Huge Crowds, Few Police, at Opposition CNRP Rally

At a long-awaited demonstration Saturday morning by the opposition party to protest election results showing a victory for Prime Minister Hun Sen’s long-ruling CPP, CNRP leaders Sam Rainsy and Kem Sokha promised further mass rallies should the government fail to meet their demand for an impartial investigation into the July 28 vote.

As Mr. Rainsy and Mr. Sokha took to the stage at about 8 a.m. in Freedom Park, they were cheered by a crowd that comfortably met the predicted 20,000 supporters the CNRP said would attend the demonstration.

Opposition officials had announced earlier this week that the rally was to be a morning of peace and meditative prayer rather than a push to change the government. Still, the event was reminiscent in many ways of the energetic opposition rallies that were held during the election campaign season and in the weeks following the contested vote.

Chants of “peace and justice” were intermingled with calls for change as Mr. Sokha and Mr. Rainsy both blasted the administration of Prime Minister Hun Sen in their speeches.

“We need Cambodia to have justice, freedom and to get out from under communist dictators,” Mr. Sokha said. “The demonstrators have already warned that if there is no solution, we will keep demonstrating. And at the next demonstration, we won’t only sit still.”

Mr. Rainsy added that if the government does not heed opposition demands for justice regarding the contentious election results, non-violent demonstrations would spread beyond Freedom Park.

“The forest is destroyed and other natural resources are destroyed, they [the ruling CPP] are torturing our mother. We should come together in solidarity to help our mother,” he said.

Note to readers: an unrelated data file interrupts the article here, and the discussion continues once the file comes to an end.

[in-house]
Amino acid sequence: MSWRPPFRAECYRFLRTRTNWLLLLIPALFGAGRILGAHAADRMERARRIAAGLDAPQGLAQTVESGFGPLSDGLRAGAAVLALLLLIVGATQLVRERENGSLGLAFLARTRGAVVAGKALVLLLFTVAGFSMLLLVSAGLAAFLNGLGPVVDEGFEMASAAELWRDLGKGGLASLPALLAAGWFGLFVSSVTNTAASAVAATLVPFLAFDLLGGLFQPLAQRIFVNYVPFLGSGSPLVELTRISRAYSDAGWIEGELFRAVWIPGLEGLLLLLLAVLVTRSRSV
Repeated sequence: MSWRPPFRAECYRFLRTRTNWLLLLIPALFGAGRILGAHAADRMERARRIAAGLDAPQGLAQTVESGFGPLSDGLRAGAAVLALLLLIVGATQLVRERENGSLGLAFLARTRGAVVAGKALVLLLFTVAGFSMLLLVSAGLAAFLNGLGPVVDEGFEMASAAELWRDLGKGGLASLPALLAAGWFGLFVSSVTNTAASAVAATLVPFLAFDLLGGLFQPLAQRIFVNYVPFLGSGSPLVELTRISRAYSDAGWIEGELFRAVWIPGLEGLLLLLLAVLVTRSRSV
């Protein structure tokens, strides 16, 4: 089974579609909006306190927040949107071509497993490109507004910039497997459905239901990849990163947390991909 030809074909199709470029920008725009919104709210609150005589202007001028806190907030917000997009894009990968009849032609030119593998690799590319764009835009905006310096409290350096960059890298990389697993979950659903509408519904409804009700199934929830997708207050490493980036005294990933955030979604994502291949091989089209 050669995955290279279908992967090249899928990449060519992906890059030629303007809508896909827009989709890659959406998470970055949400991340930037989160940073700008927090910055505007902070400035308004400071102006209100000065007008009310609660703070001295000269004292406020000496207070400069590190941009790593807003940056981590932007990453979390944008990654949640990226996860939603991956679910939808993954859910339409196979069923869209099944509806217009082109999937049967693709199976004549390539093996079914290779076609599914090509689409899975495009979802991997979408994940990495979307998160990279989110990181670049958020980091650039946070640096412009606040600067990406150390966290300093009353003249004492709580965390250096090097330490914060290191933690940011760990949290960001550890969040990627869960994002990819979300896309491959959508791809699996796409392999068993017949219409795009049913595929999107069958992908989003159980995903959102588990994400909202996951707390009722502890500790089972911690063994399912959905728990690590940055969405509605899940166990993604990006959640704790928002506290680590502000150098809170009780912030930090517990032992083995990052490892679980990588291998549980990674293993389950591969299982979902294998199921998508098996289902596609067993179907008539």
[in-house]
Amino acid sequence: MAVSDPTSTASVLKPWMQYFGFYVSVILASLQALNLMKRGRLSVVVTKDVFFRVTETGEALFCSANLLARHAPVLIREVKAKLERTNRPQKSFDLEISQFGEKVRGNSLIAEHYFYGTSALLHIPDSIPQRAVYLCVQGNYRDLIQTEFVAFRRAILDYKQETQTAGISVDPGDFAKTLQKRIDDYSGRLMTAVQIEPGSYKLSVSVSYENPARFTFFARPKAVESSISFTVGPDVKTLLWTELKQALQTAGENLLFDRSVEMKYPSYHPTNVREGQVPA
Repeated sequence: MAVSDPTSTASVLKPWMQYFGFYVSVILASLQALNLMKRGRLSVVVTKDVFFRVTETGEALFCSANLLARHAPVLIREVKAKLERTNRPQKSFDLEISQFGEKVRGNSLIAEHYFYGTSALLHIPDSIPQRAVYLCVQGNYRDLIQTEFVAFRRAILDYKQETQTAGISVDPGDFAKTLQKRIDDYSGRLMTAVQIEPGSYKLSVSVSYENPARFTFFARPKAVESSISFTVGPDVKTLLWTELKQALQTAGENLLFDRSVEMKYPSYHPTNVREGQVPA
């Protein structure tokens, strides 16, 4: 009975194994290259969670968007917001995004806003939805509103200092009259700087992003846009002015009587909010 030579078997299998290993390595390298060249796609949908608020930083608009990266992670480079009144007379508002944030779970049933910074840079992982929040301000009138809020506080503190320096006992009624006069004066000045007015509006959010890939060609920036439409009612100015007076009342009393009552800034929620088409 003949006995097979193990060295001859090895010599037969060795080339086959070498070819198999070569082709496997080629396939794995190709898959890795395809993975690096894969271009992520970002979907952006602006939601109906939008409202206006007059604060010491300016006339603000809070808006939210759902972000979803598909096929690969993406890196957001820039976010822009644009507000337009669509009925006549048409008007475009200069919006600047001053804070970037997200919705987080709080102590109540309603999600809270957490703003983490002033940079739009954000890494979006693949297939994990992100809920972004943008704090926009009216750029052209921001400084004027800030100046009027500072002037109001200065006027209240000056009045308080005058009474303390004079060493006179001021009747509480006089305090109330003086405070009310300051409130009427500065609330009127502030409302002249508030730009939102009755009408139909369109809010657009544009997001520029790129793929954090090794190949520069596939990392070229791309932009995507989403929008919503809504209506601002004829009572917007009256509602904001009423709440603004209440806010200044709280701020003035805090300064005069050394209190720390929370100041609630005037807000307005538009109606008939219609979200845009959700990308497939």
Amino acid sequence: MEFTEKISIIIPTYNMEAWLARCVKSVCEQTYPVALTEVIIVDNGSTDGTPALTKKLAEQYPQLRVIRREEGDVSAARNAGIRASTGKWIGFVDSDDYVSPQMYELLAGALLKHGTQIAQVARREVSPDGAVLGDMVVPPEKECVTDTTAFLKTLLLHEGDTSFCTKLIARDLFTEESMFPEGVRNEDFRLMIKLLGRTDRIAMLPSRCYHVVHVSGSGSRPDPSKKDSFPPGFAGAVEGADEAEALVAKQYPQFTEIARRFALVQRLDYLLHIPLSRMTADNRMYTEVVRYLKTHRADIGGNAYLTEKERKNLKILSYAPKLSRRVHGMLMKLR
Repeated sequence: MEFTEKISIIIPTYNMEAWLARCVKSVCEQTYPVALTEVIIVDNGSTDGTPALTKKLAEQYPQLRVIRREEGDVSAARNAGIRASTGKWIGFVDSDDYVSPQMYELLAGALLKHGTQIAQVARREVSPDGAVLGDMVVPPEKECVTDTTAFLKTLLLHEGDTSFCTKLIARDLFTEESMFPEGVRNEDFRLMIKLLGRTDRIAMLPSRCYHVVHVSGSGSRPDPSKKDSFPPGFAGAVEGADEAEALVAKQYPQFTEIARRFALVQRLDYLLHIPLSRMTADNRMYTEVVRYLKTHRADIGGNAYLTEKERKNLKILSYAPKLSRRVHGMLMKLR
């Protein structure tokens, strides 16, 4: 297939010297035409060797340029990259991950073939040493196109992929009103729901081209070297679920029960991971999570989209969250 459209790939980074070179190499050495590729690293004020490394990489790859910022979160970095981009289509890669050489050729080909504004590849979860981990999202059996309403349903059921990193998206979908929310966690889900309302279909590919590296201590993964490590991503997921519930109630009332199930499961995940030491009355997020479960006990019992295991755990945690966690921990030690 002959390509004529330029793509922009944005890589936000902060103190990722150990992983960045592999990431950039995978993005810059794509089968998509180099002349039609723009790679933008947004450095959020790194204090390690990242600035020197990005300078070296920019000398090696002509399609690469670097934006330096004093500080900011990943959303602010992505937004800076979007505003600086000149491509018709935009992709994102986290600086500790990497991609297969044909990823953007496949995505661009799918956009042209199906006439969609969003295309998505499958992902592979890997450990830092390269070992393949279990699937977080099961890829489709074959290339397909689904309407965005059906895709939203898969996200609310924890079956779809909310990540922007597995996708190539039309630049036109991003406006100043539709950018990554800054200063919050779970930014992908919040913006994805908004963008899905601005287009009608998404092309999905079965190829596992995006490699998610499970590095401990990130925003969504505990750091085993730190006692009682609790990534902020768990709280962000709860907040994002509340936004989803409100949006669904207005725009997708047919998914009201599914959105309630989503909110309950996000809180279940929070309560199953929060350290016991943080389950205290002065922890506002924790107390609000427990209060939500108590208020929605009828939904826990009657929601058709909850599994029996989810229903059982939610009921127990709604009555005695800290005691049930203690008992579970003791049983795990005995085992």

“From this day, the culture of non-violence will spread across the country.”

Many in the crowd wore yellow headbands and carried signs that read, “My vote, my country,” “Where is my vote?” and “We need an independent truth committee.”

Since the National Election Committee [NEC] released preliminary election results showing a victory for the CPP, the opposition party has insisted on the creation of an impartial commission to investigate what it alleges was an election beset with irregularities that benefited Mr. Hun Sen’s party.

Negotiations between the CNRP and CPP over the formation of such a commission stalled when the ruling party insisted on the NEC, which the CNRP has claimed was complicit in election flaws, leading the investigation, and ruled out a leading role for the U.N. or NGOs, one of the opposition’s key demands.

Despite strong warnings from the authorities that they would tolerate no infraction of the rules governing the CNRP’s rally, there was a minimal police presence at the demonstration. Scores of military police lined the roads around Freedom Park and riot police were on standby in nearby streets with water cannon trucks stationed at several locations downtown.

Leaders of Cambodia’s Buddhist orders also told monks to abstain from attending any political protests, though hundreds of monks dressed in orange and saffron were visible in the crowd, and a small group were on stage to lead prayers before the speeches by the opposition leaders.

Keo Somaly, a monk from Phnom Penh’s Neakvoan pagoda, said that the monks in attendance were not scared of the warnings of punishment from the Buddhist hierarchy should they attend.

“We want to join and we want to change the prime minister. Right now we want peace with justice, with freedom,” he said.

Young opposition supporters expressed some reservations this week about the CNRP’s decision to organize a pray-in rather than an outright demonstration, but thousands of enthusiastic youth were in attendance.

Thy Sovantha, a young CNRP activist, said that the demonstration was only the beginning of a campaign to get the government to begin acting on the opposition’s demands.

“Today, [the CPP] will listen a little, but day by day they will listen a lot. We are asking for our votes because our votes are for our nation,” she said.

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